I have seen quite a few places where a smile plays about one's lips comes up

When Elise saw these things that were so dear to her heart, a smile played about her lips and the blood came back to her cheeks at the thought of being able to save her brothers.

She leaned back, her eyes closed and a light smile played about her lips.

This page has plenty of examples from real-life sources, and so does Google Books.

I can't understand why the preposition "about" appears here, instead of "on." A smile, as far as I understand, should play on one's lip, and play about means to play around. Am I wrong?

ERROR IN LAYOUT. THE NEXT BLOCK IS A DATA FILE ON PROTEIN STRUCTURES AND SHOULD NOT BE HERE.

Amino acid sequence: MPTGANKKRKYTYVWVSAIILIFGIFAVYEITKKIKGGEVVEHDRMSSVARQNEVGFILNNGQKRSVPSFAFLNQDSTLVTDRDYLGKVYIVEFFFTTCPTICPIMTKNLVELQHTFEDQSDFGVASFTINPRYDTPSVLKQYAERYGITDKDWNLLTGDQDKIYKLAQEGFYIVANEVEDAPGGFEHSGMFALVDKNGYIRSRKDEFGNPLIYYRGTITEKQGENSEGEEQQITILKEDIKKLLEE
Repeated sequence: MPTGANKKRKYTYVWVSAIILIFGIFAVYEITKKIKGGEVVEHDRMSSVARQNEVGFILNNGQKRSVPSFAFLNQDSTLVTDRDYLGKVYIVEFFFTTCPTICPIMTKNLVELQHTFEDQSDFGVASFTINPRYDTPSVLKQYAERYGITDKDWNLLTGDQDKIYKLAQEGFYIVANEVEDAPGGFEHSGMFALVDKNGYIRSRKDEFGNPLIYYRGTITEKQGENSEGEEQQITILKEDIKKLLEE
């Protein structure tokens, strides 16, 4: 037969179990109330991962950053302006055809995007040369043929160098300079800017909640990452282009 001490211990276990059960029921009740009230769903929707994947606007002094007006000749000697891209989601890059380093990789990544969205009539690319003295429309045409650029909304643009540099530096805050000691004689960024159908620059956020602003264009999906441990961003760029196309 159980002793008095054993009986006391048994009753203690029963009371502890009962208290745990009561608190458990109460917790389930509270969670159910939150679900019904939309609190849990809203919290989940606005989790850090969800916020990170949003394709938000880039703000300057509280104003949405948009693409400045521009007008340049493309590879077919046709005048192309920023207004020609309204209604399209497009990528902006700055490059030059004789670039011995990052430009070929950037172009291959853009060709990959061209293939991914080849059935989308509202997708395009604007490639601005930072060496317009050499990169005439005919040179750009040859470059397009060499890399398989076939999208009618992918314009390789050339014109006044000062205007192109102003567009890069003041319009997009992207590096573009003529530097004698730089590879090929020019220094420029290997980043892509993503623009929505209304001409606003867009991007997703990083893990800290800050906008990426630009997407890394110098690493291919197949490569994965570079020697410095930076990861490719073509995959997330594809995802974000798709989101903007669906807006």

1 Answer 1


A smile involves more than one's lips --- it includes the whole face. In fact, the lips are often the last facial feature involved. So a smile playing about one's lips is a smile happening around the mouth, and probably starting to affect the mouth. It's the beginning of a smile, a smile threatening to break full on to someone's face.

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